“Treat others as you would like to be treated”
We follow this rule growing up, have it taught to our children in schools, and even hear about it in synagogues and churches. I’d even put money on the fact that everyone reading this article has heard of it. (I mean, you should have… I just mentioned it.)
It is an interesting philosophy to apply to entertainers.
Next time you are at an event and there is another entertainer, think about what you would want if you were in their shoes. What would they say?
- If you were a magician showing up at an event, would you want the balloon artist to pass his already gained rapport to you so that you could start your show as a welcomed guest rather than a new stranger?
- If you were a Face Painter, would you want the DJ to play music at a level that would keep the guests happy, but to where you could at least hear the requests of the children?
- If you were a human statue and had children messing with you, would you want the mime to come over and help play security guard for a little bit so that you had some boundaries drawn before your character was compromised?
Help out where you can. If you consider all the questions or concerns of the other entertainers at your event, together you can help to make the event run much more smoothly. Not only that, but you also get to help another entertainer look awesome. That can work wonders for you when they tell the person that hired them just how amazing YOU were.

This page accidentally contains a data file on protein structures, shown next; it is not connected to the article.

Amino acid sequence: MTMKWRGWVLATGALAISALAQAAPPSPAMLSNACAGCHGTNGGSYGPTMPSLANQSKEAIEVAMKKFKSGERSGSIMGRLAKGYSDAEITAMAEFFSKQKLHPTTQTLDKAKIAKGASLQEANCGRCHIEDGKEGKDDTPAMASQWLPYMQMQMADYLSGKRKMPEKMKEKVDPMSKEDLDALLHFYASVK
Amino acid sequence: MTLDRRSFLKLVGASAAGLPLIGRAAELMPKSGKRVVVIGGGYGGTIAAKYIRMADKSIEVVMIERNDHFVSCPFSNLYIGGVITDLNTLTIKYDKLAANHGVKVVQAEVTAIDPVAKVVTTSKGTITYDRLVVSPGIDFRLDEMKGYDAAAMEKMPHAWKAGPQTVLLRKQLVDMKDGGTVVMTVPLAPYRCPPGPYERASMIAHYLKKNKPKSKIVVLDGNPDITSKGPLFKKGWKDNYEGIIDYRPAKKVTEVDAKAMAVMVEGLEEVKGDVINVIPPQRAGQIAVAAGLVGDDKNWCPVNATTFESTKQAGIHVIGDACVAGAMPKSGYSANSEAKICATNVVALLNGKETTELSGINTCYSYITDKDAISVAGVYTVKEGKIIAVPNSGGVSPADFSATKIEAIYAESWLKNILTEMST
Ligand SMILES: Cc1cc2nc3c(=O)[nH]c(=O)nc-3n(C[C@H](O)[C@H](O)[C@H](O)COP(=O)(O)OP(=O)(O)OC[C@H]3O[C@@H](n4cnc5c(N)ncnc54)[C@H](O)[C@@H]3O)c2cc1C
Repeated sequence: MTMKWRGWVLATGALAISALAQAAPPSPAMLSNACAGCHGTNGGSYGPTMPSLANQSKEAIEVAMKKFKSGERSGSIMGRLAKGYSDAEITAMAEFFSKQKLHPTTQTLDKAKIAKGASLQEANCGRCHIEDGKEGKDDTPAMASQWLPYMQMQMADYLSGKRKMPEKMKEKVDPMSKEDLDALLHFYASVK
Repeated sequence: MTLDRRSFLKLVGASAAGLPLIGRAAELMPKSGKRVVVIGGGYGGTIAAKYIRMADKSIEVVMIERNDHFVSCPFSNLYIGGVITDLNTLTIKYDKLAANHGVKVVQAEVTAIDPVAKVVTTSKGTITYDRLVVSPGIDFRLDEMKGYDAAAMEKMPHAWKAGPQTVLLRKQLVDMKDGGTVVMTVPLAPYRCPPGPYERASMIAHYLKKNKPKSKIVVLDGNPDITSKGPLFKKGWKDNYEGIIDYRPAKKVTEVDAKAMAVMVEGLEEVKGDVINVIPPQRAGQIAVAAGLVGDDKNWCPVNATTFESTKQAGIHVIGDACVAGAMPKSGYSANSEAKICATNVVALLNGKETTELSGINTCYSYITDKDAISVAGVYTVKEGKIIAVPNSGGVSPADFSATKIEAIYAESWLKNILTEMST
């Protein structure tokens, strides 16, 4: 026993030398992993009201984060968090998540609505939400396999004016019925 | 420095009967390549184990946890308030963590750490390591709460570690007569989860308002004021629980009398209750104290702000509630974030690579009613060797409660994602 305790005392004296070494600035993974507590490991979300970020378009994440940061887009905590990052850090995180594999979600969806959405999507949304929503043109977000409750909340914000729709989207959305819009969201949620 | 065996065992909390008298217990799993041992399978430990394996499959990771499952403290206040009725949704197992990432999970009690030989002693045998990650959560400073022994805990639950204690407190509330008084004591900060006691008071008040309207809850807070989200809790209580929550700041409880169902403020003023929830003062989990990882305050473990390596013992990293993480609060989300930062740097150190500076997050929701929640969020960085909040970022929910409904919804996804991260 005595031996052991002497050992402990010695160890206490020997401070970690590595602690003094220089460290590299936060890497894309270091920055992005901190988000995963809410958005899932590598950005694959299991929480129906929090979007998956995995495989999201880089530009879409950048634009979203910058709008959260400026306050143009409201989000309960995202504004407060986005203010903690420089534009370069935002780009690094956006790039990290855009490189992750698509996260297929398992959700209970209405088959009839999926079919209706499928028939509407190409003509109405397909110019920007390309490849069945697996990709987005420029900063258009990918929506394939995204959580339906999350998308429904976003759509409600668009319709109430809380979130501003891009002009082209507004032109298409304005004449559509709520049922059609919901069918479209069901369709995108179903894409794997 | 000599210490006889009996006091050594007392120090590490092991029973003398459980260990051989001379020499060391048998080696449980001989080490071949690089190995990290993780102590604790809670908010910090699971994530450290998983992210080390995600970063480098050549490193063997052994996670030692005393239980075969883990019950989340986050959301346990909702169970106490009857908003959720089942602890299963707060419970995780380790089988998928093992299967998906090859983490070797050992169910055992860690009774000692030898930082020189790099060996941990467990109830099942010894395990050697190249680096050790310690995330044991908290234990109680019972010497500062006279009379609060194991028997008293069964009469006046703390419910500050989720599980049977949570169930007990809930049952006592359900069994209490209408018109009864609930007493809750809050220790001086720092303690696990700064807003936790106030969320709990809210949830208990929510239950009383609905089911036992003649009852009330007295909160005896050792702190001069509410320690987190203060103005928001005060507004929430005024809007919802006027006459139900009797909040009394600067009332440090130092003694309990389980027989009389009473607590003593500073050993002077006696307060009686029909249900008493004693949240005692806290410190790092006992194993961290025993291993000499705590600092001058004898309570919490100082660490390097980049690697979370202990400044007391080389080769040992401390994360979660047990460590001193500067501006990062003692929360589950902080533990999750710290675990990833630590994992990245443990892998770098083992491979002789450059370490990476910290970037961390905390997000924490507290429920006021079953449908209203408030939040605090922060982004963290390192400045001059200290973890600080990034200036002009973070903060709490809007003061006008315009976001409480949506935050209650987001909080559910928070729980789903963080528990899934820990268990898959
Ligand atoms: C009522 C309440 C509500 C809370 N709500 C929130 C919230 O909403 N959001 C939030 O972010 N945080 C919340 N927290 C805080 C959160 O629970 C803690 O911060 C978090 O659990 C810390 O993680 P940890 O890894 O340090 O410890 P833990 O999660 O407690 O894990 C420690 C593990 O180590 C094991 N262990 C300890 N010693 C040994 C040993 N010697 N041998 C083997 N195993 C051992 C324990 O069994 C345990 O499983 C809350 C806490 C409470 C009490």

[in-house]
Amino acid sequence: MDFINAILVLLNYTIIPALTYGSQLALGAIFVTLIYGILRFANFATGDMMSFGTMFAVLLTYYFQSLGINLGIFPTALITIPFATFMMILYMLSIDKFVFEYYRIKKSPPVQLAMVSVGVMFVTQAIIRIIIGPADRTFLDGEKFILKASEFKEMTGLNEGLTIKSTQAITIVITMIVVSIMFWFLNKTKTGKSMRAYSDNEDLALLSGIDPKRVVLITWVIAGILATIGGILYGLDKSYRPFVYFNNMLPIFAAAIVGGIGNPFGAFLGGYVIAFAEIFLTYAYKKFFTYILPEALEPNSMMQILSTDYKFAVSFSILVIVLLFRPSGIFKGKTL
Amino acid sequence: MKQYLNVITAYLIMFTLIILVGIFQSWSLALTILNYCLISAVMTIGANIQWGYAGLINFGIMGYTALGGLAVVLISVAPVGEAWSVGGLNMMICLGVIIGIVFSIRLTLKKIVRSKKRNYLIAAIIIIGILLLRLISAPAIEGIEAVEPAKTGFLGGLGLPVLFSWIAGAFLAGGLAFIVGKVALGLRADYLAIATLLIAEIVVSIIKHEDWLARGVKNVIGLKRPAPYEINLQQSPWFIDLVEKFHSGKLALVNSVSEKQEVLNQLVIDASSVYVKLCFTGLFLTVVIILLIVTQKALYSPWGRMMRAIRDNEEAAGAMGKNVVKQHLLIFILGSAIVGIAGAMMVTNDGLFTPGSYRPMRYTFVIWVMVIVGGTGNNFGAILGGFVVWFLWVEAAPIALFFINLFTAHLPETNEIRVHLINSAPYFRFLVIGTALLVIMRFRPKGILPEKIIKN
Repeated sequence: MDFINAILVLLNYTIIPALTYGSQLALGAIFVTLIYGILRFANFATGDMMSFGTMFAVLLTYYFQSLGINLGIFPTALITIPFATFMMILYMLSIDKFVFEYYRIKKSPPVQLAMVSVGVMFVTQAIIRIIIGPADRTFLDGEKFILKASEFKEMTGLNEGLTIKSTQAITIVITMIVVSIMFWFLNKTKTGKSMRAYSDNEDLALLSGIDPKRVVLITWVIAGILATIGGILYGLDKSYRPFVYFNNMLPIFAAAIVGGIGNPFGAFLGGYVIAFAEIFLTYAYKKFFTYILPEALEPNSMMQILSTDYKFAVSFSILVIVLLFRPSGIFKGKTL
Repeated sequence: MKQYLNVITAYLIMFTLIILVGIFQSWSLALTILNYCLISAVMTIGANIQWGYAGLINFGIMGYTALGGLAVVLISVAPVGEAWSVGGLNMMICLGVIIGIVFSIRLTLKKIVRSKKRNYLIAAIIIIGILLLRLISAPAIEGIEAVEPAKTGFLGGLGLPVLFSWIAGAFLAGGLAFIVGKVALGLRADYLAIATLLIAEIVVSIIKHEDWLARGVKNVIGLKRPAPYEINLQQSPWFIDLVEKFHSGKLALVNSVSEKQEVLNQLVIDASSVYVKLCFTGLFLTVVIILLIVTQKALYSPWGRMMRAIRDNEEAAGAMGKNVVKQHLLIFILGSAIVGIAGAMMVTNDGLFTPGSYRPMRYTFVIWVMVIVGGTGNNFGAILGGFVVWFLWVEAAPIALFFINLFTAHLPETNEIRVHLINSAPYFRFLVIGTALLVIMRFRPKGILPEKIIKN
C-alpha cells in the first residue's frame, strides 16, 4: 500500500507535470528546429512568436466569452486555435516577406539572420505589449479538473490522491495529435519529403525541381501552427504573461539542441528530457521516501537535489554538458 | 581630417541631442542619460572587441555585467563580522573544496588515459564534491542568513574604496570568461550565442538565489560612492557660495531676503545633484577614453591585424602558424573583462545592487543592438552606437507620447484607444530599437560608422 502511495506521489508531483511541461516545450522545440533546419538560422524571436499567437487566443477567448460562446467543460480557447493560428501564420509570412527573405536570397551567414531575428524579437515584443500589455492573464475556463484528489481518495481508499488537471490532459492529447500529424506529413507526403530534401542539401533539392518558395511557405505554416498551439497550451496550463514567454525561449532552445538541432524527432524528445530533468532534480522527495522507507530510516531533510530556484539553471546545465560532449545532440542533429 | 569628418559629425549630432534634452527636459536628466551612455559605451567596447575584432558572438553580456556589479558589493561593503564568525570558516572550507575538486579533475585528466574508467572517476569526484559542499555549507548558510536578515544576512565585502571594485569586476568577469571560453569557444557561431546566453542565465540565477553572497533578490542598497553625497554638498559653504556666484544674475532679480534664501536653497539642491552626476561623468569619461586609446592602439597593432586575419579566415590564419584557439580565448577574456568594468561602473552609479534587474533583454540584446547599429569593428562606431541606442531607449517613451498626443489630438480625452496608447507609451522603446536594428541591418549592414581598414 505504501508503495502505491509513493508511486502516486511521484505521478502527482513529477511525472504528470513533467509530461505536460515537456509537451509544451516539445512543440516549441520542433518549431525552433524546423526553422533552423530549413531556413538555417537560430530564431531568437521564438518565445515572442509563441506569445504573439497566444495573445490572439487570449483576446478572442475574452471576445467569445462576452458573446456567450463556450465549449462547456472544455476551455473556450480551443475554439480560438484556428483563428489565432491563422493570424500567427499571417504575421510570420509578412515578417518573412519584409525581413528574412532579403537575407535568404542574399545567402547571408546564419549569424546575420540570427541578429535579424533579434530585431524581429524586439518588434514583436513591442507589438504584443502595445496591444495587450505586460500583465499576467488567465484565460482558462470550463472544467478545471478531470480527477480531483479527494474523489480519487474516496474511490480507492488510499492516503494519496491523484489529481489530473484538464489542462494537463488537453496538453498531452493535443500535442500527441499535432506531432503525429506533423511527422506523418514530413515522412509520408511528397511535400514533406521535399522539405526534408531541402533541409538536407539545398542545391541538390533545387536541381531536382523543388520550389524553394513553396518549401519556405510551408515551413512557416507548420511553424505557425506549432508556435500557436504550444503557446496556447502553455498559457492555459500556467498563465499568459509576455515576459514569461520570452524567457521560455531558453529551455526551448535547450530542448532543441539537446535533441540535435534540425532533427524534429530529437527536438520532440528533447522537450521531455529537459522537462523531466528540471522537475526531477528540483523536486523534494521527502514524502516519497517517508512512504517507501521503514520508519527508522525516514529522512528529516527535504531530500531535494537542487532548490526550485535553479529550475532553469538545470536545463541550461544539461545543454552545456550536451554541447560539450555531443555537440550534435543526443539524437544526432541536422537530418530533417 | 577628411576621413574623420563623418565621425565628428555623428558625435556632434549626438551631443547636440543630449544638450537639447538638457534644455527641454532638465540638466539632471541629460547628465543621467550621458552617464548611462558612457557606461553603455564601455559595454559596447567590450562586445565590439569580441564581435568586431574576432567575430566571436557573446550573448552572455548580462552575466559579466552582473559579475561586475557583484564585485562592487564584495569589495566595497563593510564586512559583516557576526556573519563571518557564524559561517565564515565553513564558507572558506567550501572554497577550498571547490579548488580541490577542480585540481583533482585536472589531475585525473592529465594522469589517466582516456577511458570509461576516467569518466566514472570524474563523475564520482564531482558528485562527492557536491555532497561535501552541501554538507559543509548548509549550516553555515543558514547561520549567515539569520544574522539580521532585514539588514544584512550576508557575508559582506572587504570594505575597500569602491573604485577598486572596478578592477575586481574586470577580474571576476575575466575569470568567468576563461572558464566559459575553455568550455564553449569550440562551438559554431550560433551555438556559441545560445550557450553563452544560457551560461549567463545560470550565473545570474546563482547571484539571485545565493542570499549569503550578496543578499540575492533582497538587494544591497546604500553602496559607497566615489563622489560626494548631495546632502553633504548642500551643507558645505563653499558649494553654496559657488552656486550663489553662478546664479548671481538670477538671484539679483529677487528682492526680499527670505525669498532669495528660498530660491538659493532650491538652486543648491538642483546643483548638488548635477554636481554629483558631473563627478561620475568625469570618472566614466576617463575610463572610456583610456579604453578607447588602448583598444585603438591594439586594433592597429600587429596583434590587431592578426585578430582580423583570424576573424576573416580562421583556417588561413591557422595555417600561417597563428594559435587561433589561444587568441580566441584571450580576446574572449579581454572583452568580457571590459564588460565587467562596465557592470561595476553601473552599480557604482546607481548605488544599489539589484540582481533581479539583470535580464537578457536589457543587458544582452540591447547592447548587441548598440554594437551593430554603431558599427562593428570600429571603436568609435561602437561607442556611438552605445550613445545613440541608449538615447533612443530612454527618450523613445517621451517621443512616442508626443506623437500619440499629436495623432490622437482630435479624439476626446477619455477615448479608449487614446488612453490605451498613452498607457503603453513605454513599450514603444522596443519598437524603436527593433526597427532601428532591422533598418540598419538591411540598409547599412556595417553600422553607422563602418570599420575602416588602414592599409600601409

It’s one thing to get a glowing recommendation from a guest, but when you have other performers talking about how awesome they thought you were… Then the event planner knows they made a fantastic decision in hiring you.
Likewise, make sure you compliment other entertainers whenever you can. Set the example, expect the best, and plan for the worst.
1 thought on “The Golden Rule of Entertainment”
Thanks for the excellent advice, Jonathan. It certainly is true that “what goes around comes around.” Not only is looking out for other performers simply the right thing to do, but it is also very valuable to build relationships within the industry… it has happened lots of times that I haven’t been able to do a gig, so I was thankful to have other friends in the industry that I could pass the business along to. And sometimes the same thing happens with others, and they send gigs my way. And it would never have happened without making that original small effort to reach out and be friendly and helpful to another performer.